Joyce Glasser reviews Bullhead (Rundskop) (February 1, 2013) Cert. 15, 129 min.
With the advent of Writer-Director Michaël R. Roskam’s debut feature, Bullhead, the Dardenne Brothers can no longer be a synonym for Belgium Cinema. If Roskam’s feature does not merit its nomination for a foreign language Academy Award, there’s no denying the power of his meaty premise, or of Matthias Schoenaerts’ (Rust and Bone) central performance.
Jacky Vanmarsenille (Schoenaerts) is an illegal growth hormone dealer in the meat business. He lives on his extended family’s cattle farm where he injects their herd with hormones to speed up the fattening process. Jacky’s involvement in hormones is not restricted to work.
He has been beefing up on steroids and testosterone since adolescence to counteract the effects of a traumatic and horrific incident that continues to haunt and define him. In Schoenaerts’ convincing portrayal, Jacky doesn’t walk, he lumbers; he doesn’t speak, he grunts or roars. He is also unpredictably aggressive, and like Robert De Niro’s fighter in Raging Bull, he throws punches against the air as though he were living life in a boxing ring.
Ironically, with all the pill popping and injections, Jacky has grown up to be a tall, strapping man; handsome, in a rugged way. But his outward appearance belies his self-destructive bent and deep feelings of inadequacy as a man. When Jacky watches his brother with his wife and child, he bows his head as if to obliterate the image. When he attempts to start a relationship with a woman from his past and a rival suitor gets in his way, Jacky reacts with violence – like a lion staking out his territory.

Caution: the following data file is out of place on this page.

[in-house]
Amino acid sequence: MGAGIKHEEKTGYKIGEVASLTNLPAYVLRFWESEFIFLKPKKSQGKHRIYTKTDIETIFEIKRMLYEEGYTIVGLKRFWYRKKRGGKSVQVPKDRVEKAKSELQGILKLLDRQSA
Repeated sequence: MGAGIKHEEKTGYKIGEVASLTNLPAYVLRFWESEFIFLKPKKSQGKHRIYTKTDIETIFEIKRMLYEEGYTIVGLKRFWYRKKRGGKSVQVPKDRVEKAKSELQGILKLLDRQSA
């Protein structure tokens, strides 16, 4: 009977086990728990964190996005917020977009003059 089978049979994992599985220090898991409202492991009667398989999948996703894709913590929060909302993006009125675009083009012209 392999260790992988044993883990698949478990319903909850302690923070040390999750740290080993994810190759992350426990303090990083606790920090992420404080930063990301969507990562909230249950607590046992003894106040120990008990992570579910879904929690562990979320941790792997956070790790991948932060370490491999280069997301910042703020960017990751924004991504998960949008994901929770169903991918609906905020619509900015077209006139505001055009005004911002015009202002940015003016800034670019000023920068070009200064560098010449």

At the same time as he and his family get mixed up with criminals in the beef trade, a federal agent is murdered and suspicion falls on Jacky. In fact, as an intended comic interlude with two Flemish garage mechanics makes clear, the family’s underworld partners are responsible.
Jacky doesn’t seem to have any friends. His best friend from childhood, Diederik (Jeroen Perceval), witnessed the incident that altered Jacky’s life, but ran away in fear. Since then the two have been estranged, but now Diederik’s pent-up guilt and empathy drive him to make amends. Diederik, an unwilling police informant on the murder investigation, tips Jacky off to a police raid, but cannot save Jacky from himself.
Roskam has come up with a novel premise and has given his star (who played a similar character in Rust and Bone; but one who could be redeemed) a dramatic lead role that, in terms of its intensity, will be hard to beat. But he hasn’t learned the lesson that less is sometimes more. There are really two parallel films here and they never fuse. It’s only at the end that you realise that the complicated, and rather unremarkable criminal plot that you’ve been struggling to follow, is a red herring. It has little to do with the character study that remains the intriguing focus of the film, or with the forces that really shape and determine Jacky’s sad life.
Roskam’s writing is not up there with the 2009 foreign language Academy Award winner, The Secret in their Eyes, a film that also combined – but much more successfully – a thriller, a character study and a love story. Like Roskam’s film, The Secret in their Eyes also involved different time periods, but handled them seamlessly. The flashbacks in Bullhead further complicate matters for the viewer because the young actors look nothing like their older counterparts. A person’s physical appearance naturally changes with age, but not that much.
You can watch the film trailer here: